I’m grateful to Jenny Ruhl and Dr. Richard Bernstein (who really deserves the Nobel Prize in Medicine for his amazing work!) for providing me with information about a new approach/regimen (actually not so new — Dr. Bernstein’s book came out in 1997) that has given me my life back, but I’m also left in wonder at the miracle of change.  How did it occur?  If I’d read Bernstein’s book 10 years ago, I would have dismissed it.  One doctor I talked with recently told me “You know, his work is very controversial.”  I would have agreed.  All the advice I read in standard diabetes books and magazines goes against it.  It’s far too radical.  It takes too much effort and commitment.  Only a rabid true believer can follow it.

And yet, here I am, a rabid true believer.

We’re bombarded by media messages that tell us that we don’t have to give up anything to put our lives in order.  We’re told: “You can still eat the foods you love!”  We live in a society that doesn’t believe in renunciation.   We can have it all.  Except that we can’t. The bad news is that we can’t eat the foods “we love,” but the good news is that with my bodily shift in awareness, the whole intricate way in which my body now holds its understanding of my illness and wellness, the foods that I love have changed.  I’ve renounced my old diet, but there’s no feeling of deprivation or loss.  How else is one to feel when one has given up “taking poison?”

Not to make too much of it, but as I write this I’m struck by how much this is also a form of Zen practice: embodied awareness, doing what’s needed whole-heartedly with undivided attention and effort, again and again, moment by moment, forever.

That’s the story I feel the need to share.

May all beings be well and healthy!

15 Replies to “My Diabetes Story: An Account of Change”

  1. Why do we feel the need to explain ourselves when posting our personal stories? I do the same thing sometimes, and yet, that is what blogs are for, to provide a vehicle for our own stories. I’m not a diabetic or pre-diabetic (at least, I hope not – with my troubles, it’d be a real killer), but I could relate to the story of your struggle with this chronic disease. I thank you for sharing it, and congratulations on your success. I can also relate to how you must be feeling physically and mentally.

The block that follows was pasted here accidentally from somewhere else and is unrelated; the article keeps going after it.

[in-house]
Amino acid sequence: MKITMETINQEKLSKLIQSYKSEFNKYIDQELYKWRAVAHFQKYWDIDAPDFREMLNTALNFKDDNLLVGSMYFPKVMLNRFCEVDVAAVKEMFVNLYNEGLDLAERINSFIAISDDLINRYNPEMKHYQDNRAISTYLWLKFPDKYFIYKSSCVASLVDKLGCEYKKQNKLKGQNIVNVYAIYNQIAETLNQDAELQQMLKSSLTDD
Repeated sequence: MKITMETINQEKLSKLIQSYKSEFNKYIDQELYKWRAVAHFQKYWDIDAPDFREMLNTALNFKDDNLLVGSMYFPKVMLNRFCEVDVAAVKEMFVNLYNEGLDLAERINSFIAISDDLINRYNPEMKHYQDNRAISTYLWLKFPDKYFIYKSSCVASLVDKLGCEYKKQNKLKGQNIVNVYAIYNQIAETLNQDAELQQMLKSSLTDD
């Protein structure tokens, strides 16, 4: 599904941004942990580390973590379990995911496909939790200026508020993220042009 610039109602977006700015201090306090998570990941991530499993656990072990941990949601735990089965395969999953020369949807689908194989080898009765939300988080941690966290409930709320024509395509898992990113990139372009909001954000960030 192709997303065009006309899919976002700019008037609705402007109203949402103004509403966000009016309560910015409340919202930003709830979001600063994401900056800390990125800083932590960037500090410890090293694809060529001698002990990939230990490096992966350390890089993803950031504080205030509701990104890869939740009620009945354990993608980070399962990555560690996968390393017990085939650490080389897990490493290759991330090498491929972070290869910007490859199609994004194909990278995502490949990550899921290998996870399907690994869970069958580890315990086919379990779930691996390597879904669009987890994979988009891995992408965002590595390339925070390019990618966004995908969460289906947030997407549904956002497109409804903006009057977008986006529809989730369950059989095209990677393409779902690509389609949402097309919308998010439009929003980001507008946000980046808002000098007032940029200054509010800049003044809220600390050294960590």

We Westerners tend to look at qi as a metaphor, but for Easterners, the Chinese in particular, it’s very real and the basis upon which many healing treatments are based. For them, qi is the energy of the universe channeled through nature and then through all living beings. It’s a bit like dao. It may be just life itself; after all, we must be animated by something more than mere electricity. Even viewed as just a metaphor or as something to use for visualization, it can be a powerful tool, and we can use as many tools in our arsenal that we can get.

    Since I will be dealing with my own medical stuff over the next few days, and may not have the opportunity later, I want to send my best birthday regards to you.

  2. David, I’ve reserved my blog solely for Buddhist essays up until now. This is the first one that isn’t essentially Buddhist, but the story felt important enough to share. I wanted to help my diabetic readers discover Dr. Bernstein’s book which ought to be much better known than it is. His method works so well, and is so immediately and demonstrably effective, that I’m amazed that it isn’t “received knowledge” at this date in time 17 years after its publication. Diabetes is completely controllable. Period. It doesn’t have to lead to cardiovascular disease, blindness, kidney disease, peripheral neuropathy, and amputation. Ever. The fact that we still allow this to occur through ignorance is totally shocking. The fact that a reasonably intelligent diabetic like myself can’t find this information out easily is an unexcusable tragedy. That fact that the ADA and the “experts” are still spouting harmful diet nonsense infuriates me. I can’t begin to tell you how profoundly disturbing this is!